To some people, the European Central Bank seems like a fire department that is letting the house burn down to teach the children not to play with matches.
So wrote Jack Ewing in the New York Times last week. He went on:
The E.C.B. has a fire hose -- its ability to print money. But the bank is refusing to train it on the euro zone's debt crisis.
The flames climbed higher Friday after the Italian Treasury had to pay an interest rate of 6.5 percent on a new issue of six-month bills . . . the highest interest rate Italy has had to pay to sell such debt since August 1997 . . . .
But there is no sign the E.C.B. plans a major response, like buying large quantities of the country's bonds to bring down its borrowing costs."
Why not? According to the November 28th Wall Street Journal, "The ECB has long worried that buying government bonds in big enough amounts to bring down countries' borrowing costs would make it easier for national politicians to delay the budget austerity and economic overhauls that are needed."
As with the manufactured debt ceiling crisis in the United States, the E.C.B. is withholding relief in order to extort austerity measures from member governments -- and the threat seems to be working. The same authors write:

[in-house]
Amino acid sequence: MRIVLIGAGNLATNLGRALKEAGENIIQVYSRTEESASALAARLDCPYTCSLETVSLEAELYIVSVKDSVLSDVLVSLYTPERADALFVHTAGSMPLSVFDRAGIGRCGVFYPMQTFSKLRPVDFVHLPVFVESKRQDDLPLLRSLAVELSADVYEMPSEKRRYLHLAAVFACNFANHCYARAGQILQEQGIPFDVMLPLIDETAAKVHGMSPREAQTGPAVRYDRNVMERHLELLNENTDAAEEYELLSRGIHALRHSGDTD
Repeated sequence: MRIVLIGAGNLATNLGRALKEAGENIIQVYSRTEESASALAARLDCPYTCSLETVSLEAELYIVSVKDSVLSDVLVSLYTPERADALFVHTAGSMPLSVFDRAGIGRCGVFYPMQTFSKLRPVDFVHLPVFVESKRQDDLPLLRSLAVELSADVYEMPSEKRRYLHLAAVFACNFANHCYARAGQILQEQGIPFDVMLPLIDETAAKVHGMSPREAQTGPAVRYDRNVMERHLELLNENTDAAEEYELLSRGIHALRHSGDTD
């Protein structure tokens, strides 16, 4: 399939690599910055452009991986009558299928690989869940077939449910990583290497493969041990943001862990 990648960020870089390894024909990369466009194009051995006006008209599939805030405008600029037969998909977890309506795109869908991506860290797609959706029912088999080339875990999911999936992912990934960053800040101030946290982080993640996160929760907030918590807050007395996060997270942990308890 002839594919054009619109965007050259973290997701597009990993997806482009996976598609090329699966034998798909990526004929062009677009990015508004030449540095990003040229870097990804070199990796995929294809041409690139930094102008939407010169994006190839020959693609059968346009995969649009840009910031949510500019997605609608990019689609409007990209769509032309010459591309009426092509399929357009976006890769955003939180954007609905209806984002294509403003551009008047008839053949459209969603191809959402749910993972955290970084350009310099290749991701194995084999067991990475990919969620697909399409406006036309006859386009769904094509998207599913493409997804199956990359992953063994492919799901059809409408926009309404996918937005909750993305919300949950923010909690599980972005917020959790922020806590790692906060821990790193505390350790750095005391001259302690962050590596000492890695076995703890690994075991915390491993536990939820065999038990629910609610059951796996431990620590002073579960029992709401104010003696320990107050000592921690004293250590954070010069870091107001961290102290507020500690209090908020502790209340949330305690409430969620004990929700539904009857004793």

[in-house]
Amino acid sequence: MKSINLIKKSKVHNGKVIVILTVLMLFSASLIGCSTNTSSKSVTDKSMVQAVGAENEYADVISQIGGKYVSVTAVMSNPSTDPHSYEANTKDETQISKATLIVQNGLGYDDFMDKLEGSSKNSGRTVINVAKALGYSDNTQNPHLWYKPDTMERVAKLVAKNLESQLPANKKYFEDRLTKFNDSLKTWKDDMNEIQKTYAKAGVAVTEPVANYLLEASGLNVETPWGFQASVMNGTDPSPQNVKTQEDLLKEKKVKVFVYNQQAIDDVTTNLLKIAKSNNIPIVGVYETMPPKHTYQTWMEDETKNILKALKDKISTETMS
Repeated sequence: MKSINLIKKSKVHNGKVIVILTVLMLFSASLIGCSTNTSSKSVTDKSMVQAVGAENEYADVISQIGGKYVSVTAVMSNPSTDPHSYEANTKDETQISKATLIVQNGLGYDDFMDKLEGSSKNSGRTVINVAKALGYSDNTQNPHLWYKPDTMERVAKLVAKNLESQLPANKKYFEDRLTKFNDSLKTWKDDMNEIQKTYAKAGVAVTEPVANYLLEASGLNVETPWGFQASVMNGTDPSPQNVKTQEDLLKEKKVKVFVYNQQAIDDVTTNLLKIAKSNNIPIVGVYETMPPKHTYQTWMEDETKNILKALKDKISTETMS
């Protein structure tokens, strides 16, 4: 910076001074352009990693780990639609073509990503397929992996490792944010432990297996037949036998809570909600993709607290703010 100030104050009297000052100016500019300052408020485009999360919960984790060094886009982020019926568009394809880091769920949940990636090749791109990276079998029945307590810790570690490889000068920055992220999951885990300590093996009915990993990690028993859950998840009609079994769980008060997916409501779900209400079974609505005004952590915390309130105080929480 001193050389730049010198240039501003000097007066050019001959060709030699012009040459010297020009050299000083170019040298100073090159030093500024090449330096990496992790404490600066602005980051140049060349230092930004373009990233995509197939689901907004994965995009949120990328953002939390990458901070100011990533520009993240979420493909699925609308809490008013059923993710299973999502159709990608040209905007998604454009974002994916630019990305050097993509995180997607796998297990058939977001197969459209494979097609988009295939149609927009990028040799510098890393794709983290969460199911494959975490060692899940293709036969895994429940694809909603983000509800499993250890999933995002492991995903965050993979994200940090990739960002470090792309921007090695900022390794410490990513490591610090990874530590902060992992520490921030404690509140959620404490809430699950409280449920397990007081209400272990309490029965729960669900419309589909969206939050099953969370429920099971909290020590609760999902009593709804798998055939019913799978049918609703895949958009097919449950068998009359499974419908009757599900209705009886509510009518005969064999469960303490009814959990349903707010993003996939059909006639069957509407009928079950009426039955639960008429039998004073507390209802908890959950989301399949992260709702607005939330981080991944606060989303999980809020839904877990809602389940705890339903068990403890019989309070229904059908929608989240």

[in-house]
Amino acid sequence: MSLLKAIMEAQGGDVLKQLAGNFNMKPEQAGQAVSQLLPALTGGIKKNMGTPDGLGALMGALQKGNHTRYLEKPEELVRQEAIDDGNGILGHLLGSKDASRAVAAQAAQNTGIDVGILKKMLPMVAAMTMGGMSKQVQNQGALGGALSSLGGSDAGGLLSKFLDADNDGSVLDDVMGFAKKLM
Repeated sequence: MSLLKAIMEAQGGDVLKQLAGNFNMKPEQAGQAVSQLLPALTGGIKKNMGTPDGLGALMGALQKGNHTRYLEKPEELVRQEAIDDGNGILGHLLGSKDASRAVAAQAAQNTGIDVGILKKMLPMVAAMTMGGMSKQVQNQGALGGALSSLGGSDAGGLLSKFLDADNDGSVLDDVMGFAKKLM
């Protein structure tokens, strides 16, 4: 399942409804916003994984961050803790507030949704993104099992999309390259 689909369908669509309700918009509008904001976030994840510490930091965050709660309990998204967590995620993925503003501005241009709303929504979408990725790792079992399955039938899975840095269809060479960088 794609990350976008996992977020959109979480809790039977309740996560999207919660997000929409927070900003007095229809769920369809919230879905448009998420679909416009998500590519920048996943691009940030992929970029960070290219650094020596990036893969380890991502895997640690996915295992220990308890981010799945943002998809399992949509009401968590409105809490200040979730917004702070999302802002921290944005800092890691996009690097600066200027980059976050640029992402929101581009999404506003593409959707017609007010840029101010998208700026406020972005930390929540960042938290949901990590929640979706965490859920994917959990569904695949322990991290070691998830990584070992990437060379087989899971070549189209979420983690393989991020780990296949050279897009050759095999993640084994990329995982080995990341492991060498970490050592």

Euro-zone leaders are negotiating a potentially groundbreaking fiscal pact . . . [that] would make budget discipline legally binding and enforceable by European authorities. . . . European officials hope a new agreement, which would aim to shrink the excessive public debt that helped spark the crisis, would persuade the European Central Bank to undertake more drastic action to reverse the recent selloff in euro-zone debt markets.The Eurozone appears to be in the process of being "structurally readjusted" - the same process imposed earlier by the IMF on Third World countries. Structural demands routinely include harsh austerity measures, government cutbacks, privatization, and the disempowerment of national central banks, so that there is no national entity capable of creating and controlling the money supply on behalf of the people. The latter result has officially been achieved in the Eurozone, which is now dependent on the E.C.B. as the sole lender of last resort and printer of new euros.
The legal justification for the E.C.B.'s inaction in the sovereign debt crisis is Article 123 of the Lisbon Treaty, signed by EU members in 2007. As Jens Eidmann, President of the Bundesbank and a member of the E.C.B. Governing Council, stated in a November 14 interview:
The eurosystem is a lender of last resort for solvent but illiquid banks. It must not be a lender of last resort for sovereigns because this would violate Article 123 of the EU treaty.